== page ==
We made it to the Disney store and I ducked out to make a quick loop through the Macy's clearance racks--meh, it was a very quick loop, and we reconvened.  I have decided that I hate San Francisco, or at least I was all set to, when, as Gregory and I met up on the street, some trumpet player was belting out some jazz somewhere up the street and it echoed off the buildings and sounded so haunting and so "city."  We set out for our anniversary dinner at the gourmet restaurant recommendation: Absinthe.

We had a 9PM reservation and were there exactly on time.  Steak tare-tare was on the menu and was irresistible and delicious.  Gregory ordered the Hawaiian Opah (Sun Fish) with Blue Prawns.  I had the Lamb Shoulder Confit, and a wine that was a Cab-Merlot-Syrah mix (like a transformer).  Everything was delicious, amazingly delicious.  The Opah was flavorful and unlike anything I had in recent memory.  The lamb was so delicate you didn't even need a knife.  For dessert, I ordered the Manjari Chocolate Mousse, which featured raspberries and a rooibos tea sauce.  Gregory had buttermilk Panna Cotta with a basil meringue, and a layer of strawberry and some crunchy shit.  Oh my god.  It was BEWILDERINGLY amazing.  I just wanted to cry it was so delicious.  The flavors were flying!  The sensations of a delicious meal just enveloped our entire being.  It was a wonderful end to our vacation and a beautiful anniversary dinner.

Monday, September 5, 2011

Drivecation 0-11: Day 11

Our vacation goes up to 11!  Today was a challenging day to find a breakfast place, being the holiday.  We ended up driving through Eureka, which is a town roughly the size of Elko, but severely lacking in any kind of cultural center.  Elko has a pretty cohesive rustic charm, and this just seemed all over the place, a freshly restored and painted building done up in a turn-of-the-century style and on the next block, an abandoned, rusted out killin' shack.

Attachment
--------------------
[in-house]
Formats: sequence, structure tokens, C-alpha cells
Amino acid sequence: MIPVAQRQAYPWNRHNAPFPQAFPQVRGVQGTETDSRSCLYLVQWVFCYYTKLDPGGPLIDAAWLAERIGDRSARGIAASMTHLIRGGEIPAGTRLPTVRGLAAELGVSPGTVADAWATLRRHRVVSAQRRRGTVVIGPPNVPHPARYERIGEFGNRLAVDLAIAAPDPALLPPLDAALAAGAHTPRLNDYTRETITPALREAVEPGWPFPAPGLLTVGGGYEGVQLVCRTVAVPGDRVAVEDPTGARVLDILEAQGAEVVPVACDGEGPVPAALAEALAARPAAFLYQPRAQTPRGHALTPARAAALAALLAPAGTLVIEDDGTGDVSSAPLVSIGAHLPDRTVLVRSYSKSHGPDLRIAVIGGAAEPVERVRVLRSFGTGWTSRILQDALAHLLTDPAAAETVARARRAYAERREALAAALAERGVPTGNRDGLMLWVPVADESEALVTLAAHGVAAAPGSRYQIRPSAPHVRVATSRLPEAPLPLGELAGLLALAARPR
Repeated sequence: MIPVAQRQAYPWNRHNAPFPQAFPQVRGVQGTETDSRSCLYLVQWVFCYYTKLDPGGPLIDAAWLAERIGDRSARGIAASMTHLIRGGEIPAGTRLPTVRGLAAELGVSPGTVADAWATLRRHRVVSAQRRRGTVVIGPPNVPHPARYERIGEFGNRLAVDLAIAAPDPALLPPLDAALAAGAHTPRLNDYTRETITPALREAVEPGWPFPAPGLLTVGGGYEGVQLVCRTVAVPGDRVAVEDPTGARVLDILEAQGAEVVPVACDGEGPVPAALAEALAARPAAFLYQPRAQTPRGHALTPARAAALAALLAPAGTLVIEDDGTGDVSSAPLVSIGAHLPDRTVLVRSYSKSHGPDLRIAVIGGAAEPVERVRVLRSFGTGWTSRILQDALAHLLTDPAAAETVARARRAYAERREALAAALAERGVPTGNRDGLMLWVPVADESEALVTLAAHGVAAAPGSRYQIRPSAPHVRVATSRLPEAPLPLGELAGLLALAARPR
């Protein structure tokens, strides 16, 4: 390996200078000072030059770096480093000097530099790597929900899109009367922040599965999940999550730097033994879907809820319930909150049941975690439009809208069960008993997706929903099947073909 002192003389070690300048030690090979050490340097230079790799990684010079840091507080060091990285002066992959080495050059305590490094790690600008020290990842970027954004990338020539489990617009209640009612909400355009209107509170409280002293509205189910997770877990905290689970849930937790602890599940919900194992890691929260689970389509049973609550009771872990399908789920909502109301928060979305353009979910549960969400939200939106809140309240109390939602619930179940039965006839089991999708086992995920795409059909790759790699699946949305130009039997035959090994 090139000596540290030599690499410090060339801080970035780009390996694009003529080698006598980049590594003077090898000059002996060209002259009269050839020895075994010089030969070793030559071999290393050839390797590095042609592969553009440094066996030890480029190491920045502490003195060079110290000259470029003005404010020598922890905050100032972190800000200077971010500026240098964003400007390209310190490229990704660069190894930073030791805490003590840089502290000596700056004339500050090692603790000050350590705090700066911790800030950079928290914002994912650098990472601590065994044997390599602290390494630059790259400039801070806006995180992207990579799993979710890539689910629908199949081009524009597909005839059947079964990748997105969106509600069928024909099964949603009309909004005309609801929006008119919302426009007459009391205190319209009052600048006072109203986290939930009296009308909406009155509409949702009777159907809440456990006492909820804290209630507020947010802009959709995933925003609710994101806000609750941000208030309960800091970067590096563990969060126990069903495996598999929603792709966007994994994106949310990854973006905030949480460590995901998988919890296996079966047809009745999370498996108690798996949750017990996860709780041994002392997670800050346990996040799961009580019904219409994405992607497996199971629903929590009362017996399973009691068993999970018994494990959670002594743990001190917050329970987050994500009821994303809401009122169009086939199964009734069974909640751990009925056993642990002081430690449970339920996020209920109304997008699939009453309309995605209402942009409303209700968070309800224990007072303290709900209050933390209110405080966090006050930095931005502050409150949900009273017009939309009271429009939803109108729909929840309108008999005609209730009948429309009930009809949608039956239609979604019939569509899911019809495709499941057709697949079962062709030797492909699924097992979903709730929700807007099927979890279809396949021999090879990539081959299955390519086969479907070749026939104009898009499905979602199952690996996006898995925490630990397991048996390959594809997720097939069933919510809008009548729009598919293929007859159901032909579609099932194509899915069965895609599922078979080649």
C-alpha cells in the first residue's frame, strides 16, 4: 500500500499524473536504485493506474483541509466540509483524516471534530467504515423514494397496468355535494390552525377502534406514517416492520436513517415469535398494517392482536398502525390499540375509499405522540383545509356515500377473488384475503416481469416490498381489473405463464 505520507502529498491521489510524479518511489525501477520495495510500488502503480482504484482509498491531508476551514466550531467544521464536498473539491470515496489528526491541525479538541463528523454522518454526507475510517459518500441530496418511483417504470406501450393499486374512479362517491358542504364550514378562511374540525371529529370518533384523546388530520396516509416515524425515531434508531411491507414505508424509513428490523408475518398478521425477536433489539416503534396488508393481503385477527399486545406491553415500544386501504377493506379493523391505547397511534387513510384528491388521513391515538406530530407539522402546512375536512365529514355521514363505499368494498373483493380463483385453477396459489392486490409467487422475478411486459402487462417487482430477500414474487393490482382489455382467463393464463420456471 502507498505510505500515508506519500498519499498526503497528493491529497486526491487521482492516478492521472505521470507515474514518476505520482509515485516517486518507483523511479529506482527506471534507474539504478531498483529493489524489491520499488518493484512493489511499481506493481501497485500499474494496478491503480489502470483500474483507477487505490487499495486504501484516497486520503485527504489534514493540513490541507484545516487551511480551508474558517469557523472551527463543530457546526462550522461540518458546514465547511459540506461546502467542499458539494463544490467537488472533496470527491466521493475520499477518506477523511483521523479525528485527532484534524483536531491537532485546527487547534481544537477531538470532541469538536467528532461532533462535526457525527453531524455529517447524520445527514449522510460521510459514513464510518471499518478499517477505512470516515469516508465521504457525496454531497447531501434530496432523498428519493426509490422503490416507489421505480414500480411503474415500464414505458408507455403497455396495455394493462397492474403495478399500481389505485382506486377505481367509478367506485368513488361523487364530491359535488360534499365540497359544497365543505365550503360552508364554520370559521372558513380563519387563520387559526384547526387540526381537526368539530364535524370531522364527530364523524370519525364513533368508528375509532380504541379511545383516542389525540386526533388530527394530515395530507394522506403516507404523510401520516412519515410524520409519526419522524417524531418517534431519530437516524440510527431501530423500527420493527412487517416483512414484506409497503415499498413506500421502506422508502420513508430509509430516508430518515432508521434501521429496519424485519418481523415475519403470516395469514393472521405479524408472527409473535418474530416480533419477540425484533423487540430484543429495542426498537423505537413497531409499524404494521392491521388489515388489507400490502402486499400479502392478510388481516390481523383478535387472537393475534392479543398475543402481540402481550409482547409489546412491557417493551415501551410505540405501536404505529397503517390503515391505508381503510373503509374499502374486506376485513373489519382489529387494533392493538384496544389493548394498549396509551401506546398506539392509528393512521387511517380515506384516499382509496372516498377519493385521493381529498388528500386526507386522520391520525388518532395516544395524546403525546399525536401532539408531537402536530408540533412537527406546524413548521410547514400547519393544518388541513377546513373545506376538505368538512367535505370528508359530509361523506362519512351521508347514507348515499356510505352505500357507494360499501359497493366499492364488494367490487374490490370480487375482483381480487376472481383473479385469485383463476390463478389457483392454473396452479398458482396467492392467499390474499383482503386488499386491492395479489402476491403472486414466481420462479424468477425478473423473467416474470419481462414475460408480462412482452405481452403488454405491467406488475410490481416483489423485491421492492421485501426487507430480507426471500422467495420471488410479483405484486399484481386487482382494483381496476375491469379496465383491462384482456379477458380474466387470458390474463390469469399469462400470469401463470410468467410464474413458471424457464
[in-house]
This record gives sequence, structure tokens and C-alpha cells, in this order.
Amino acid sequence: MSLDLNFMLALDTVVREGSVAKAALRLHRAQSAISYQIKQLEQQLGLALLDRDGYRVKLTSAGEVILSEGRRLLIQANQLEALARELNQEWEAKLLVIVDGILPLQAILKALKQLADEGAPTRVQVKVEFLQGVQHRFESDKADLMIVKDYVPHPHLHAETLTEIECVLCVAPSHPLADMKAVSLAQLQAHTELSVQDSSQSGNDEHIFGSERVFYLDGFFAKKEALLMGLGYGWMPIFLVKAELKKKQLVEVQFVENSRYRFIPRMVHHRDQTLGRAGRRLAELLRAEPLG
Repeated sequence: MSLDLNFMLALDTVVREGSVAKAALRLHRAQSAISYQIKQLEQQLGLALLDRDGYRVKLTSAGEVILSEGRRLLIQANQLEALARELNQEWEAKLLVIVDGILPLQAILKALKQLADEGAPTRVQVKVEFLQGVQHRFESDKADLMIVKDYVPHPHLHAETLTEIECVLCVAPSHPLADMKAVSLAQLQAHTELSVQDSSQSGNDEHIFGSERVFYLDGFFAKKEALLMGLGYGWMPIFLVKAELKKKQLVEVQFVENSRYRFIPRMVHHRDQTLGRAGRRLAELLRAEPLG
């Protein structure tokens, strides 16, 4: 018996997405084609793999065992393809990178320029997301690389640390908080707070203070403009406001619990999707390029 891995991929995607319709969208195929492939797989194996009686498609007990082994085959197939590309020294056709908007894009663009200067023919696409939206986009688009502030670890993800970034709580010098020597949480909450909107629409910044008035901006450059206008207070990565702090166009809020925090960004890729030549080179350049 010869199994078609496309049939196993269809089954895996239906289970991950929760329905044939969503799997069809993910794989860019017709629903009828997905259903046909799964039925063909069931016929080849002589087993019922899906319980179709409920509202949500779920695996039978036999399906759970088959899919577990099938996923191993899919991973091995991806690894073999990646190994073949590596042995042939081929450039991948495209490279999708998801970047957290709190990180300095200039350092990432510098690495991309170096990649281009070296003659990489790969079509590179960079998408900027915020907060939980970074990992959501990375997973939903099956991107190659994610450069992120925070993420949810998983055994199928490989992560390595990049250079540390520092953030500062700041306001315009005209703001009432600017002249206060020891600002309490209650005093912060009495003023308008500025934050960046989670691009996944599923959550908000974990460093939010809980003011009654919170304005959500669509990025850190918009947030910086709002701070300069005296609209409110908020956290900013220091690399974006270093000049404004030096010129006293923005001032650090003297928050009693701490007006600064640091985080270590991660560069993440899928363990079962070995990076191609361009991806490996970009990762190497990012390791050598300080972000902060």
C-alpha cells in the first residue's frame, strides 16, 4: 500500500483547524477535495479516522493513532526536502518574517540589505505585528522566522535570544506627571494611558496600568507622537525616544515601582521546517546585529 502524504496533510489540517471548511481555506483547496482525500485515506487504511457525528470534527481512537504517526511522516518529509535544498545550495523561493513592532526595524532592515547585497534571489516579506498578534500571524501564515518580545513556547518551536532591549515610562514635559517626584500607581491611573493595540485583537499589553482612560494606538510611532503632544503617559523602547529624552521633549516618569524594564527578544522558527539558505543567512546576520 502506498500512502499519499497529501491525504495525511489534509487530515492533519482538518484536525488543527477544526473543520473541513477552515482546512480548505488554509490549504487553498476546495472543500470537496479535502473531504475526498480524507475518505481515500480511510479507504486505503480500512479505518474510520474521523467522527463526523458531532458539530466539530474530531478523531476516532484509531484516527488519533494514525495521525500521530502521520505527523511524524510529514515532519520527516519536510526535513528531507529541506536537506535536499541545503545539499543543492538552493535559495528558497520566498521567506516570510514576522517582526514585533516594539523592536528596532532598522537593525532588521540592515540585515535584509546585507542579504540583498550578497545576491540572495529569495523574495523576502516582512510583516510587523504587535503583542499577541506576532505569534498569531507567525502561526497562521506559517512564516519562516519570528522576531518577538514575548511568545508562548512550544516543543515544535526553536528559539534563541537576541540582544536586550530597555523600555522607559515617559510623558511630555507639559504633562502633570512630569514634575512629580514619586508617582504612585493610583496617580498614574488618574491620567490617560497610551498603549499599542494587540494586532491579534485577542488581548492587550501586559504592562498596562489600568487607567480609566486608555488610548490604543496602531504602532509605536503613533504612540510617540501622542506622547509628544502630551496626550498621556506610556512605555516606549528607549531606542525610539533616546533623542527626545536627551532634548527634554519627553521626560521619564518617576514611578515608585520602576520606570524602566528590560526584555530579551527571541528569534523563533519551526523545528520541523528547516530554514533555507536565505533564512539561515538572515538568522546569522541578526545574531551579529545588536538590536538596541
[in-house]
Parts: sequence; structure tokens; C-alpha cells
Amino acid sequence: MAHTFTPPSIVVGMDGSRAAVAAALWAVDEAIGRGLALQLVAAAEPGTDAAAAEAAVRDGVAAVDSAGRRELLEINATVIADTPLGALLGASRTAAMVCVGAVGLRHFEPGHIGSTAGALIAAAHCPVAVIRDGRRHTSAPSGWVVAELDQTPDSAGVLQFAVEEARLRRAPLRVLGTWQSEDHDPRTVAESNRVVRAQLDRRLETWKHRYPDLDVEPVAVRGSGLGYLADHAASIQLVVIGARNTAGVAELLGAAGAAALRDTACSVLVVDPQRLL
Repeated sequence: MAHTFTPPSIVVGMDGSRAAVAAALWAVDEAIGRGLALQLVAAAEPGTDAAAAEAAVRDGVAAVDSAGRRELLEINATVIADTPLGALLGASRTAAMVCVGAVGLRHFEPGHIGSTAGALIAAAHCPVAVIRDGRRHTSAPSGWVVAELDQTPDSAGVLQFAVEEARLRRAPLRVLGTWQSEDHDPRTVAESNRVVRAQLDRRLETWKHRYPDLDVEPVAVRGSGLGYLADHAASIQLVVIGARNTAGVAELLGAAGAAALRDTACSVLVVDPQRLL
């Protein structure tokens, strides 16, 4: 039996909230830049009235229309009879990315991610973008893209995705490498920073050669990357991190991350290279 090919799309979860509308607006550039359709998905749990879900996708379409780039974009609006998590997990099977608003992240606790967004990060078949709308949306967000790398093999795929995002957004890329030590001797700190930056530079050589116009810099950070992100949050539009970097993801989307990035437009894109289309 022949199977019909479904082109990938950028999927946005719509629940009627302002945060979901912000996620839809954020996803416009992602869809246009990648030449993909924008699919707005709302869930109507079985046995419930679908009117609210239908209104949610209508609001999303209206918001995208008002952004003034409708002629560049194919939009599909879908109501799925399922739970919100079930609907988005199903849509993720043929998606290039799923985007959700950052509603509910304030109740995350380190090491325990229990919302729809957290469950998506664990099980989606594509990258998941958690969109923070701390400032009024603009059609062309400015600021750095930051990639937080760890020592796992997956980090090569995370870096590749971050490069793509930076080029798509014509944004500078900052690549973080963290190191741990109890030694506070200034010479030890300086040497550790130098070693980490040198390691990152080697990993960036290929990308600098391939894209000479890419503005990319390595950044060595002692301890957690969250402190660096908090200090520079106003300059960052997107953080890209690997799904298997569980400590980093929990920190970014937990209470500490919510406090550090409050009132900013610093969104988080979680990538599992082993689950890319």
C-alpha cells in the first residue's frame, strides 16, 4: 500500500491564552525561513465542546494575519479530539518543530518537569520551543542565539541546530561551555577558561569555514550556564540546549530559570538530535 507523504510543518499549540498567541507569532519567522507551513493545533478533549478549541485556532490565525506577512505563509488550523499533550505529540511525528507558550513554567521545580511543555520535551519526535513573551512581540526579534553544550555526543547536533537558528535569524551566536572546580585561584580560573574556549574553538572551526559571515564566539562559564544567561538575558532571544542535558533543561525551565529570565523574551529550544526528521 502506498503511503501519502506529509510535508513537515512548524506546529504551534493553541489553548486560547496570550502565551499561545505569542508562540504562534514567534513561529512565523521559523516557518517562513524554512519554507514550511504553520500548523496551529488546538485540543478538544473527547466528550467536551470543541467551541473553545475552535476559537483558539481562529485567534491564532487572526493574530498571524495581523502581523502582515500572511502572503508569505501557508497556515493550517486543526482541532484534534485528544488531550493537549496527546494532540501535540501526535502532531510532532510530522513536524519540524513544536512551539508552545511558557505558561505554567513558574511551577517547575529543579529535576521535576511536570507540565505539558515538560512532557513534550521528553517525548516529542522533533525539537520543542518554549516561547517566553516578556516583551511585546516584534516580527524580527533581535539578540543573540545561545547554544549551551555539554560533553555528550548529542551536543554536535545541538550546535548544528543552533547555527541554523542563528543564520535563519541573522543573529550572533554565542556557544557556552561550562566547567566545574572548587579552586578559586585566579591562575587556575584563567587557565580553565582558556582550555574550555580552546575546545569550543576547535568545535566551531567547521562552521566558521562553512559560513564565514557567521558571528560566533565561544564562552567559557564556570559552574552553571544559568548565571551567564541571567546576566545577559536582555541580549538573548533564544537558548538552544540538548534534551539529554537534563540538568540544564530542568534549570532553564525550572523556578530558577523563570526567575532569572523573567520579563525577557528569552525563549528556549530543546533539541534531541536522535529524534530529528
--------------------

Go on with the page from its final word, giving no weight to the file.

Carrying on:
Yelp led us to a bagel place, but they didn't publish their hours, and turned out to be closed.  It was just as well, because just down the street was a nice little breakfast place called Old Towne Coffee and Chocolates.  I ordered a plain bagel with fresh blackberry jam, and Gregory ordered a lox and cream cheese bagel.  The bagels were light and easy to chew: everything we like in a bagel.  They had a Mexican mocha, which was basically Abuelita with a shot of espresso (if you haven't had Abuelita, it's a yummy chocolatey drink now available in your local grocery store.  Ask for it by name!).  Gregory ordered a Chai and was faced with the option of sweet or spicy.  He went for spicy, which surprised me, and when it came, surprised us both, really.  Boy was it ever.  Cardamom up your nose!  It was also hot like a cup of lava, and remained so for quite some time.  I'm surprised it didn't melt the cup.  It took about four hours before we could start to sip it, but it was possibly the best Chai I have had.

We decided to continue our drive south, which took us away from the coast and slightly inland, and hopped off of Highway 101, and took the Avenue of the Giants, which was basically a smaller windier road through lush Redwoods.  These were slightly different from the day before, in that the temperature was much higher--in the 70's!--and the forest floor was less lush.  It was more dirt and less overgrown, the occasional fern and clover, and also more varied tree types.  But the Redwoods were no less impressive.

We hiked on several trails and took a ton more pictures, and just spent time looking and enjoying the wilderness.

We continued down the Avenue, which eventually ended and rejoined Highway 101, which took us over the mountains and back to the coast.  Call this road what you will, "that goddam road," "the mangler," "the vomitorium."  This is the windiest highway in the universe.  Lombard Street has nothing on this.  You can't get going fast enough down Lombard to even make you queasy.  I didn't really get car sick, but felt a little uncomfortable and I was driving.  Gregory felt a little uneasy, but I think that it was mostly due to my driving, since he made me pull over so he could drive--well, coupled with the cartoon-like sheer cliff, fall-to-your-death-if-you-drive-off-the-shoulder, didn't help either.